Simulating and classifying EEG scalp data for code-modulated visual evoked potential brain computer interfaces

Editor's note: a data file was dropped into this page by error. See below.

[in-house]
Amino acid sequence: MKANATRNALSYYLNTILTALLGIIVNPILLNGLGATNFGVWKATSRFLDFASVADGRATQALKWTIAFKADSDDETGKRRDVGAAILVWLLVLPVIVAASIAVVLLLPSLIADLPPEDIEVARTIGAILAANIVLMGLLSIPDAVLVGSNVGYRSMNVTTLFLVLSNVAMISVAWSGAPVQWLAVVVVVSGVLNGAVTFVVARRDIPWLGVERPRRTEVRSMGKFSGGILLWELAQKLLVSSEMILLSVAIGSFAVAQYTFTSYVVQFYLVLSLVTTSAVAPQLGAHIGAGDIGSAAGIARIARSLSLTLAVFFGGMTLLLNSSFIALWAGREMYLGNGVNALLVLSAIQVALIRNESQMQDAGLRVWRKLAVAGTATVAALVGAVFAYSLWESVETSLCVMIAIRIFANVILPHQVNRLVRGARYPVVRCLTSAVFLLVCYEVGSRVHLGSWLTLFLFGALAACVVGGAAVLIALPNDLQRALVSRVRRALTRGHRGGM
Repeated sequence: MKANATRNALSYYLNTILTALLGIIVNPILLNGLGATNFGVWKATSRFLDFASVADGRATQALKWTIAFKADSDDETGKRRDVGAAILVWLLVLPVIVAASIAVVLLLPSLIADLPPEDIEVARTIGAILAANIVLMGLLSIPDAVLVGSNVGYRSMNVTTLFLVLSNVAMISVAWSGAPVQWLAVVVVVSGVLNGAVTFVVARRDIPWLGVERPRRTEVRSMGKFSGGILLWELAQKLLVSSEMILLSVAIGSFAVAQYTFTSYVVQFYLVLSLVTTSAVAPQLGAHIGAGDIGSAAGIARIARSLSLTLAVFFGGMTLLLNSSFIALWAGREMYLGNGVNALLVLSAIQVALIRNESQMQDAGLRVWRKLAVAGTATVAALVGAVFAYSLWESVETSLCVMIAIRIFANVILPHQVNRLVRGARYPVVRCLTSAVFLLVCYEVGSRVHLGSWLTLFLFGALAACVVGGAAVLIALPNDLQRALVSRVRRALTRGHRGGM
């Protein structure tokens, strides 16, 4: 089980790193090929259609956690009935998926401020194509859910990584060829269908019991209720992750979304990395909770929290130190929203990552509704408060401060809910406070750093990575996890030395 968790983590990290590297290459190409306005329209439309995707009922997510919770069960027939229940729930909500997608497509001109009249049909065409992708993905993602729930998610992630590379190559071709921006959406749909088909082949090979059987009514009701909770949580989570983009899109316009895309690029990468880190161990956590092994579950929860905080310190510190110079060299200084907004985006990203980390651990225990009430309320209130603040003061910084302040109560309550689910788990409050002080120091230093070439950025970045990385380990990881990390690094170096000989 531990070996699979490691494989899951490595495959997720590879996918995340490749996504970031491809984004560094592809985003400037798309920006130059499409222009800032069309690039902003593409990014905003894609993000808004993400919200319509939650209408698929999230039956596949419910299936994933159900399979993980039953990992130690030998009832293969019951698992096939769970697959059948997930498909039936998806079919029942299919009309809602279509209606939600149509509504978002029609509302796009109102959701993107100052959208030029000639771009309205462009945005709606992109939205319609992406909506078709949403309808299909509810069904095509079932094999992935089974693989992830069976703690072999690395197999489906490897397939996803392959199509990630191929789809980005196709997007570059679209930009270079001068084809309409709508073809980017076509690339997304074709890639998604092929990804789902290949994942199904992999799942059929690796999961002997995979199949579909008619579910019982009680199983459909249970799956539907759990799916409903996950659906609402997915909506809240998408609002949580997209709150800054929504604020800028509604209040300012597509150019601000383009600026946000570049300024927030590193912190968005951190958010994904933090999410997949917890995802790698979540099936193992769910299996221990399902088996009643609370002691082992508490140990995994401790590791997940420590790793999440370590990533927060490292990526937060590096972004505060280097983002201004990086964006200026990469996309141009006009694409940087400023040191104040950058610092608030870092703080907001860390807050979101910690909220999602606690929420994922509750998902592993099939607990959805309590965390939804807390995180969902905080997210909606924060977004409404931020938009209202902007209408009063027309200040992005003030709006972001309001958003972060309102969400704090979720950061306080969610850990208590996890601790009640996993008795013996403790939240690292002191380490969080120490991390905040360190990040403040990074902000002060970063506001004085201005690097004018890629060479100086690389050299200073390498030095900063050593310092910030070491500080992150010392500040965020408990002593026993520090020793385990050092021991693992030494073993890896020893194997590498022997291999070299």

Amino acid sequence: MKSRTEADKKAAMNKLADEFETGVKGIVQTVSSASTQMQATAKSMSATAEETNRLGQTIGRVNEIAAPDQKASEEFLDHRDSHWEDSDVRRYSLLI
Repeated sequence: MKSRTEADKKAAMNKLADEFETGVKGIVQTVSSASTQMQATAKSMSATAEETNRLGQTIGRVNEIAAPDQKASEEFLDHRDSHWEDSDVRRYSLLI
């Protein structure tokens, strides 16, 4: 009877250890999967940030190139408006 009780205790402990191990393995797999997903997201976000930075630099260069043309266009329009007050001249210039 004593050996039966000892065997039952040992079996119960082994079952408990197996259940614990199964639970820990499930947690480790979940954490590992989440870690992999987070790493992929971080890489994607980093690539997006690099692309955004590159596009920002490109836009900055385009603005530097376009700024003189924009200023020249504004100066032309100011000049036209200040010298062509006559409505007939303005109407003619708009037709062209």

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Objective. Within the field of brain-computer interface (BCI) research, a common challenge is the lack of ground truth data. Additionally, a BCI typically requires a calibration session in order to reach strong performances with new users, which increases the amount of time required to performexperiments. In this study, a simulation framework is implemented as a forward model which could generate EEG data artificially, in order to investigate whether simulated data could be used instead of empirical data when trainingmachine learning methods. Approach. Four versions of a forward model were implemented. Furthermore, two inverse models were implemented, namely a reconvolutionmodel using canonical correlation analysis and an EEGNet model. These inverse models were trained to classify the classes of c-VEP data, using either empirical data or simulated data, followed by a performance evaluation by testing on empirical data. Main results. By training inverse models on data generated with a forward model, the inverse models can learn to classify empirical c-VEP data to a certain extent which surpasses chance level. However, this performance is not yet at a level where it can be used in real life applications. Significance. This study shows that it is possible to achieve performances higher than chance level on empirical data by using machine learning techniques that were trained using simulated data. Further improvement of the forward models that were used in this study could potentially reduce the amount of empirical data that is needed in future studies within the field of VEP-based BCI.
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